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Cucumber Meets Selenium Meets Integrity

Continuous Integration (CI) is a basic building block of any project done in TDD style. In brief, having a CI server properly set up guarantees that developers can rest assured that the application passes all its tests and can thus be deployed at any moment. It does this by sending some kind of a warning if something is broken so it can be fixed immediately.

Now I noticed that if a CI server is not in the mix right from the beginning of project, chances are it will never be, that was one of the first things I installed on a new Rails project. My server of choice is Integrity mostly because it is so easy to set up and quite straightforward to use.

Ok, so next we need some tests that Integrity will run at each commit and make sure the app can still be built. As a high-level acceptance test framework, I use Cucumber, which plays very nicely with Selenium for automated in-browser testing. Since nowadays even the most basic web application will have some amount of client-side scripting code (that is, javascript) if you really want to test the features of your application you’ll need Selenium tests.

That’s when matters get a bit more complicated when it comes to integrating these with the Integrity server. Why? Because on the server you usually don’t have the “desktop environment” which is available on the machine you do the development on. By default, you don’t run a desktop manager and have a graphic display on a server. A tool called xvfb comes into a picture that emulate a dumb framebuffer so you can still programs that need a graphic display.

To have some practical guidance, here’s what I did on an Ubuntu server to enable all of the above:

Install java since Selenium runs in the JVM:

apt-get install java-common sun-java6-jre

Install firefox since that’s what Selenium runs by default and that’s a very good choice.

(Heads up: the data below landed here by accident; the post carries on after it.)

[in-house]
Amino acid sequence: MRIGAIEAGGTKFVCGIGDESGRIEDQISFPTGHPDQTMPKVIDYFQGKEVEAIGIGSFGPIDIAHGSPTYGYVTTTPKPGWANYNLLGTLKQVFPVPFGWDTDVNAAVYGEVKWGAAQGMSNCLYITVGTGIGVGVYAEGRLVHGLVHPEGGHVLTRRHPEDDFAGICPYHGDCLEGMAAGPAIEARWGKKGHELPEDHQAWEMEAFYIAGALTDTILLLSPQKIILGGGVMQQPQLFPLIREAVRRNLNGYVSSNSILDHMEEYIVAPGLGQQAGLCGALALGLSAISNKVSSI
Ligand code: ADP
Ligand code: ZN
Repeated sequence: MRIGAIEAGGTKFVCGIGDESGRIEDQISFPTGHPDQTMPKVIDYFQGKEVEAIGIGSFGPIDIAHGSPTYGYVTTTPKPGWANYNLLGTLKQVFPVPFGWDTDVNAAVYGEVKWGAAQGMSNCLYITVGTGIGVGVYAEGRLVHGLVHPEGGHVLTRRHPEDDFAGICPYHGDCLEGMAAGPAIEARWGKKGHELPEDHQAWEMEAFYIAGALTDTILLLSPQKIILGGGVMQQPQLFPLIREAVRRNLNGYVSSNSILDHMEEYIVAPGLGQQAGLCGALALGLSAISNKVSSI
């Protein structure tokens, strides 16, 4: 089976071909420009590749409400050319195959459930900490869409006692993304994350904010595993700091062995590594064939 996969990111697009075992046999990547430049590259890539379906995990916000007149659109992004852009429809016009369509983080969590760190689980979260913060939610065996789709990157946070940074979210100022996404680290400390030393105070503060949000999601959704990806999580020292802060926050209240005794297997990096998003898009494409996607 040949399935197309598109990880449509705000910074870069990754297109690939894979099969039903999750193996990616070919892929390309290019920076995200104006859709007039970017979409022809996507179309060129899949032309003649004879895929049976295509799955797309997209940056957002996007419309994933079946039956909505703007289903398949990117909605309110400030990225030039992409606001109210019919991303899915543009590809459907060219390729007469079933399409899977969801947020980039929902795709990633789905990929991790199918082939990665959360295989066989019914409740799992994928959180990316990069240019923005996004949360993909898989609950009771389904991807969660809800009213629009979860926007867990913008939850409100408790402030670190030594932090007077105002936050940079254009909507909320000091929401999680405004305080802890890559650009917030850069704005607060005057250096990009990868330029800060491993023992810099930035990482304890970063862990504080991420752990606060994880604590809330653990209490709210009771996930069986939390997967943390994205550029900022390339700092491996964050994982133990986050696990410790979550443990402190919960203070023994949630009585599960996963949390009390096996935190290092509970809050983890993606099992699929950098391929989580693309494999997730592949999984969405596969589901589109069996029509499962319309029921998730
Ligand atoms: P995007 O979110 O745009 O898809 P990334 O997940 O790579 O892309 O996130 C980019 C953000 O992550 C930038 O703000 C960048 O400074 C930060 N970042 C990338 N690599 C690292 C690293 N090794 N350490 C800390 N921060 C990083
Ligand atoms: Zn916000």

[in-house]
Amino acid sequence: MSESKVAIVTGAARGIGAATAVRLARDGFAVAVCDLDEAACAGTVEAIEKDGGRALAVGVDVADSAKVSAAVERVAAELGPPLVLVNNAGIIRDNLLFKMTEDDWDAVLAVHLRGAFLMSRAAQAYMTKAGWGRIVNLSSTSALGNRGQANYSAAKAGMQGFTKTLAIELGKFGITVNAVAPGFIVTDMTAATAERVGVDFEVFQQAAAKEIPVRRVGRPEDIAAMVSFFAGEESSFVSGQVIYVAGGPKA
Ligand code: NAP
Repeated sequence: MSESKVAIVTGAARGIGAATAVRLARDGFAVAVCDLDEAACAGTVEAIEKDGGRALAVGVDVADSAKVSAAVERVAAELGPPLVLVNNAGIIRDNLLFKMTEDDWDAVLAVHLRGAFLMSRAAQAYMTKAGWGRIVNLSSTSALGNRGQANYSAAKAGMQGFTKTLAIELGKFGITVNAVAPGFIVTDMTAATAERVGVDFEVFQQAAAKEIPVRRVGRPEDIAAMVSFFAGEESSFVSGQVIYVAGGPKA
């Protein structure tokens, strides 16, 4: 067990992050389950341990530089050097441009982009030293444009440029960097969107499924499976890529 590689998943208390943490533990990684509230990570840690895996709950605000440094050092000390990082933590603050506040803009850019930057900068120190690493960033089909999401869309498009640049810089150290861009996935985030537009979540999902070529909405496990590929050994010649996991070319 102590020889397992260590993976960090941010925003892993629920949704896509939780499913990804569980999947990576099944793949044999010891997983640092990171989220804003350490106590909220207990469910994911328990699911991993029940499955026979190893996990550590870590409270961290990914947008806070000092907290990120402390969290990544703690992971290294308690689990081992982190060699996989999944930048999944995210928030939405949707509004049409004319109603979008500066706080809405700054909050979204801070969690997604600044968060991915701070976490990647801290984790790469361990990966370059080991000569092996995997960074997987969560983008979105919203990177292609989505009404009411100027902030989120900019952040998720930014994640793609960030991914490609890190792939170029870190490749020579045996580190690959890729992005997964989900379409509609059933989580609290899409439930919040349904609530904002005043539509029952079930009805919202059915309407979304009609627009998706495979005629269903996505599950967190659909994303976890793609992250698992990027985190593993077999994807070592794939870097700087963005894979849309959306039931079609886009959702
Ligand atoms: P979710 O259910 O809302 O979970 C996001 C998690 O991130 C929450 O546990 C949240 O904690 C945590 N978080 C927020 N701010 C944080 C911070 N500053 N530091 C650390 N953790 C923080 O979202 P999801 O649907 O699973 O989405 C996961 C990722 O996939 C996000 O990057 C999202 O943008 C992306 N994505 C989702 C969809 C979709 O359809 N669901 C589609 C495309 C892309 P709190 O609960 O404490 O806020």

apt-get install apt-get install firefox

Install X since that’s what the xvfb launches and Xvfb itself.

apt-get install xorg xserver-xorg
apt-get install xvfb

Next I found a wiki that describes how to launch the Xvfb correctly. Log into the server and do:

startx -- `which Xvfb` :1 -screen 0 1024x768x24 2>&1 >/dev/null &

So Xvfb will run on the DISPLAY :1. So far so good. But something was still not quite right. When integrity launched the test suite that included some Cucumber-Selenium tests I received an error message basically saying that no browser sessions could be started. And the solution to that, in fact, is where this post wants to get at.

After a decent amount of head-scratching and code mining I realized that the Selenium server starts the browser on the same display where the server itself (the jar file) runs. I have found the relevant code that assembles the command that starts the Selenium server in the selenium-client gem and figured it was not meant to be run in graphic hardware-less environment since I saw no options to define which display it should run on. So as an easy hack I added the hardcoded “DISPLAY=:1” before it and crossed my fingers.

Bingo, it worked and I had a green build again! What’s more surprising is that it still runs perfectly on my Macbook so it seems to run in (some) graphical environments, too. It seems a bit strange to me to have found so little information on this subject since Rails, Cucumber, Selenium and CI are all en vogue so it is possible that I missed something obvious and there is an easier way to do all this. I am very eager to hear how others set up their CI to run automated-browser features. Do you use another tool, not Selenium? Do you use a CI server with a monitor?

Anyway, I certainly hope my hackish solution will prove to be useful for some of you TDD-minded developers out there who run their CI on a simple <name of your favorite provider here> slice.

UPDATE: As a fellow developer and the author of the selenium-client gem himself pointed out library code is not the place for enviroment specific settings. Rather, it should go into the application’s code. I guess that leaves the choice of putting it into the code of the application you are building or the configuration of the CI server. This latter seemed more clean to me so I put the following line into config.ru in Integrity’s directory:

env["DISPLAY"] = ":1"

There is still something left, though. When integrity -or, to be precise, the selenium process that was launched from integrity- wants to access display :1, it will be denied. You need to explicitly enable local connections by putting “localhost” in a file:

echo 'localhost' >/etc/X99.cfg

, and then using that file as the access records list when you launch the server:

xinit -- `which Xvfb` :1 -screen 0 1024x768x24 -auth /etc/X99.cfg 2>&1 >/dev/null &

(Note that I launch xinit and not startx as before. startx somehow adds another -auth option which messes things up)

There, that should do it. It works and there is no code where it does not belong.